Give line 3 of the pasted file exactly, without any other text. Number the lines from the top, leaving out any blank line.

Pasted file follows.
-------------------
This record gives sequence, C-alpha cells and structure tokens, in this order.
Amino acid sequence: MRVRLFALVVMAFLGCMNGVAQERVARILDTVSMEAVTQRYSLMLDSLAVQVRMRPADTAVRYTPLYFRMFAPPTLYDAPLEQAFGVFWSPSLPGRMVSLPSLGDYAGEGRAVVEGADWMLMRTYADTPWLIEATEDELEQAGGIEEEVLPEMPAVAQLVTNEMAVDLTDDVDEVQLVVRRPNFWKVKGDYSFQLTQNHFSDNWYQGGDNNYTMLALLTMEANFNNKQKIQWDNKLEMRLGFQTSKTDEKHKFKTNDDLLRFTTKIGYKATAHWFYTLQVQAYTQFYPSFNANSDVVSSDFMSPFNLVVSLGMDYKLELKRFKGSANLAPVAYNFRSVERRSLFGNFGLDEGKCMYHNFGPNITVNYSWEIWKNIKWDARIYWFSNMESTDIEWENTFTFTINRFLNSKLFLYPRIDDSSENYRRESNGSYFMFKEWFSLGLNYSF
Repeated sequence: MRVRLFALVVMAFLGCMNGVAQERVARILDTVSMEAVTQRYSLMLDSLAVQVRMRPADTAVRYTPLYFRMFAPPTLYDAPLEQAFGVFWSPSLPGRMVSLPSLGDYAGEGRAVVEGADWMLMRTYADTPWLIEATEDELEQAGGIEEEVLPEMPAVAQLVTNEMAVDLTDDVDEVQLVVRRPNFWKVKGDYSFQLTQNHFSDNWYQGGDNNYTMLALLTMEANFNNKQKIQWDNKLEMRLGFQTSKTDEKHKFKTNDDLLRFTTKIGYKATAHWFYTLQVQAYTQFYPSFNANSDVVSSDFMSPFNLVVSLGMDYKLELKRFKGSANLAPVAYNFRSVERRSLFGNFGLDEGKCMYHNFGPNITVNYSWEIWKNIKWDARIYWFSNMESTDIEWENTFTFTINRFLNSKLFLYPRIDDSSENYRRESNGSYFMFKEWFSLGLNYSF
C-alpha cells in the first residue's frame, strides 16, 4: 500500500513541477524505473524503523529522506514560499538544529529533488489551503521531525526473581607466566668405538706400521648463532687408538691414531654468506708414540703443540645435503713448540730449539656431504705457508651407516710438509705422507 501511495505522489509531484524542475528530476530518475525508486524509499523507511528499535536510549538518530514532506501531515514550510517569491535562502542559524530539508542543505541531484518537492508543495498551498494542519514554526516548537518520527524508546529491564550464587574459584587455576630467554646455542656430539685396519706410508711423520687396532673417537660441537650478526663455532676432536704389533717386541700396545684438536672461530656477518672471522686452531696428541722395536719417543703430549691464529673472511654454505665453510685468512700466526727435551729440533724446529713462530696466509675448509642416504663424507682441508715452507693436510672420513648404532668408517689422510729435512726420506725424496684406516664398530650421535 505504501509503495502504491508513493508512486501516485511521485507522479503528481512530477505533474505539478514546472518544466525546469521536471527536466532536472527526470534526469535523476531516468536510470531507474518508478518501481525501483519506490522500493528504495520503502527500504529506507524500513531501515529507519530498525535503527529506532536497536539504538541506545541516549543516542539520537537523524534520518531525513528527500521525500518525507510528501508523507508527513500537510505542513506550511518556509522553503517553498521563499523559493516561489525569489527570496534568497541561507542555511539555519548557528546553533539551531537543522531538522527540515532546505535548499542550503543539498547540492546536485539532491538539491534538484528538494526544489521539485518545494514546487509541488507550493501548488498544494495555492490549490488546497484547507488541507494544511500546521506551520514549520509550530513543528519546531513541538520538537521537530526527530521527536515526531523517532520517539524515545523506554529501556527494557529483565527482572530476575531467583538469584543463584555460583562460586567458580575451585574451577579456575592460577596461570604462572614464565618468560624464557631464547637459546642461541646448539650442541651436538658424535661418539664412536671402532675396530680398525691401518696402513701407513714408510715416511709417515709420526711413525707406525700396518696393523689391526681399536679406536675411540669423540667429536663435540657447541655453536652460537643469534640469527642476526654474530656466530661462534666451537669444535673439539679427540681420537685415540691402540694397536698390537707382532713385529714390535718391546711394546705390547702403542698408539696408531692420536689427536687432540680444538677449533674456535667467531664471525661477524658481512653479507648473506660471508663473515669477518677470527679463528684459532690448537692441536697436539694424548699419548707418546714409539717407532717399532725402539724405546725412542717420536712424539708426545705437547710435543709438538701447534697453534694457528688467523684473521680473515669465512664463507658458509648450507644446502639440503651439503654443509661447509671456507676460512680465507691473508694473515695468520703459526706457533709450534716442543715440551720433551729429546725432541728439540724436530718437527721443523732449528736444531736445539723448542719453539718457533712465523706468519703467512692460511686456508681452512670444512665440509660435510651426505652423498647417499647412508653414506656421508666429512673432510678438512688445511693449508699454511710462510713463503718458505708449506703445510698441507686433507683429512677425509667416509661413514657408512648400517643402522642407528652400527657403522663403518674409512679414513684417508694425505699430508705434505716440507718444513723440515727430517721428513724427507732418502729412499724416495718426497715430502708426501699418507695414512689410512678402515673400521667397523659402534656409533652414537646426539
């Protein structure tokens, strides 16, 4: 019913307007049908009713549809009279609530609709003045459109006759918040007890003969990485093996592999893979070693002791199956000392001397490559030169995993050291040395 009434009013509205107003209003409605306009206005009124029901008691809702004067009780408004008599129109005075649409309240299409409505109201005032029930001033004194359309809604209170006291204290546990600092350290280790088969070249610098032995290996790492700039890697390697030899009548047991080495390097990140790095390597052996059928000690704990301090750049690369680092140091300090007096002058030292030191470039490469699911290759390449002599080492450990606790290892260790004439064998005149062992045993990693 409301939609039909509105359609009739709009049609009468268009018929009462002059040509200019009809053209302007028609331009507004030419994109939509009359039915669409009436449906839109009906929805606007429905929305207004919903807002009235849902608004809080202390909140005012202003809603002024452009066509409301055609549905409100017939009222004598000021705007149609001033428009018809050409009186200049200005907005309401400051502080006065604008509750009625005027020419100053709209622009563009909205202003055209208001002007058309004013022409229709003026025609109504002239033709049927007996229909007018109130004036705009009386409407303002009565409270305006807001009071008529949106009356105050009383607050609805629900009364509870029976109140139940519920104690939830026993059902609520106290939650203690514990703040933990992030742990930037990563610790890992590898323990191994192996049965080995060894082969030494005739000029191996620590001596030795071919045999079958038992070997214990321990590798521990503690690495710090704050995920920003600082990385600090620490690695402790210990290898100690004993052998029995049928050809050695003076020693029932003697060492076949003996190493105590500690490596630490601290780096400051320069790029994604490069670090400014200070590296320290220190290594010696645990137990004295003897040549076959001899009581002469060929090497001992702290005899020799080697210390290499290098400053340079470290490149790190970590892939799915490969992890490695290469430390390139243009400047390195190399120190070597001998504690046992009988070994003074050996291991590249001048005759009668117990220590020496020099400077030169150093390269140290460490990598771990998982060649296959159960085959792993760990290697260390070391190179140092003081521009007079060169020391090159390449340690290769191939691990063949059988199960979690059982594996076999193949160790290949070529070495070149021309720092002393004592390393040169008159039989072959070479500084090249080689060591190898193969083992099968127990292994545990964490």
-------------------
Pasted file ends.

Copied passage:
Repeated sequence: MRVRLFALVVMAFLGCMNGVAQERVARILDTVSMEAVTQRYSLMLDSLAVQVRMRPADTAVRYTPLYFRMFAPPTLYDAPLEQAFGVFWSPSLPGRMVSLPSLGDYAGEGRAVVEGADWMLMRTYADTPWLIEATEDELEQAGGIEEEVLPEMPAVAQLVTNEMAVDLTDDVDEVQLVVRRPNFWKVKGDYSFQLTQNHFSDNWYQGGDNNYTMLALLTMEANFNNKQKIQWDNKLEMRLGFQTSKTDEKHKFKTNDDLLRFTTKIGYKATAHWFYTLQVQAYTQFYPSFNANSDVVSSDFMSPFNLVVSLGMDYKLELKRFKGSANLAPVAYNFRSVERRSLFGNFGLDEGKCMYHNFGPNITVNYSWEIWKNIKWDARIYWFSNMESTDIEWENTFTFTINRFLNSKLFLYPRIDDSSENYRRESNGSYFMFKEWFSLGLNYSF